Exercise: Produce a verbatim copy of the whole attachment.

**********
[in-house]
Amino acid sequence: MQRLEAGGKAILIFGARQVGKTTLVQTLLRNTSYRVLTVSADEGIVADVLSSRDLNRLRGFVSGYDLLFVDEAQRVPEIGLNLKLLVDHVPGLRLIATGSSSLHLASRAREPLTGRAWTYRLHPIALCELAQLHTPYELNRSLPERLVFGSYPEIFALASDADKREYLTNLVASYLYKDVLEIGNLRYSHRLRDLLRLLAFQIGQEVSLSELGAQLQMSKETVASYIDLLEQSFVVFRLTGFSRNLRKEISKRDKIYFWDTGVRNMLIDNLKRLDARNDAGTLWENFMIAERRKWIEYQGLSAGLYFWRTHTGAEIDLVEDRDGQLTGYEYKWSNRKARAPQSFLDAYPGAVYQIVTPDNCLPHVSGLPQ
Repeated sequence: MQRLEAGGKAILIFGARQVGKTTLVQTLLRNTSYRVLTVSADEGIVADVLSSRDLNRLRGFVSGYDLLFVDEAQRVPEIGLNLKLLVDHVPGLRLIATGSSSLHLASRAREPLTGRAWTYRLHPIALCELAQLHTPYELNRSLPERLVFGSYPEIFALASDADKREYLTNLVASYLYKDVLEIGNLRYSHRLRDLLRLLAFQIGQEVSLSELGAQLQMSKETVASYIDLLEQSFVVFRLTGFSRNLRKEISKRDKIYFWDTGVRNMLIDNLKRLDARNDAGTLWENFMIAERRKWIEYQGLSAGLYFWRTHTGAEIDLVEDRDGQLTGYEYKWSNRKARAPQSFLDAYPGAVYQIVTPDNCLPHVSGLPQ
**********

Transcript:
[in-house]
Amino acid sequence: MQRLEAGGKAILIFGARQVGKTTLVQTLLRNTSYRVLTVSADEGIVADVLSSRDLNRLRGFVSGYDLLFVDEAQRVPEIGLNLKLLVDHVPGLRLIATGSSSLHLASRAREPLTGRAWTYRLHPIALCELAQLHTPYELNRSLPERLVFGSYPEIFALASDADKREYLTNLVASYLYKDVLEIGNLRYSHRLRDLLRLLAFQIGQEVSLSELGAQLQMSKETVASYIDLLEQSFVVFRLTGFSRNLRKEISKRDKIYFWDTGVRNMLIDNLKRLDARNDAGTLWENFMIAERRKWIEYQGLSAGLYFWRTHTGAEIDLVEDRDGQLTGYEYKWSNRKARAPQSFLDAYPGAVYQIVTPDNCLPHVSGLPQ
Repeated sequence: MQRLEAGGKAILIFGARQVGKTTLVQTLLRNTSYRVLTVSADEGIVADVLSSRDLNRLRGFVSGYDLLFVDEAQRVPEIGLNLKLLVDHVPGLRLIATGSSSLHLASRAREPLTGRAWTYRLHPIALCELAQLHTPYELNRSLPERLVFGSYPEIFALASDADKREYLTNLVASYLYKDVLEIGNLRYSHRLRDLLRLLAFQIGQEVSLSELGAQLQMSKETVASYIDLLEQSFVVFRLTGFSRNLRKEISKRDKIYFWDTGVRNMLIDNLKRLDARNDAGTLWENFMIAERRKWIEYQGLSAGLYFWRTHTGAEIDLVEDRDGQLTGYEYKWSNRKARAPQSFLDAYPGAVYQIVTPDNCLPHVSGLPQ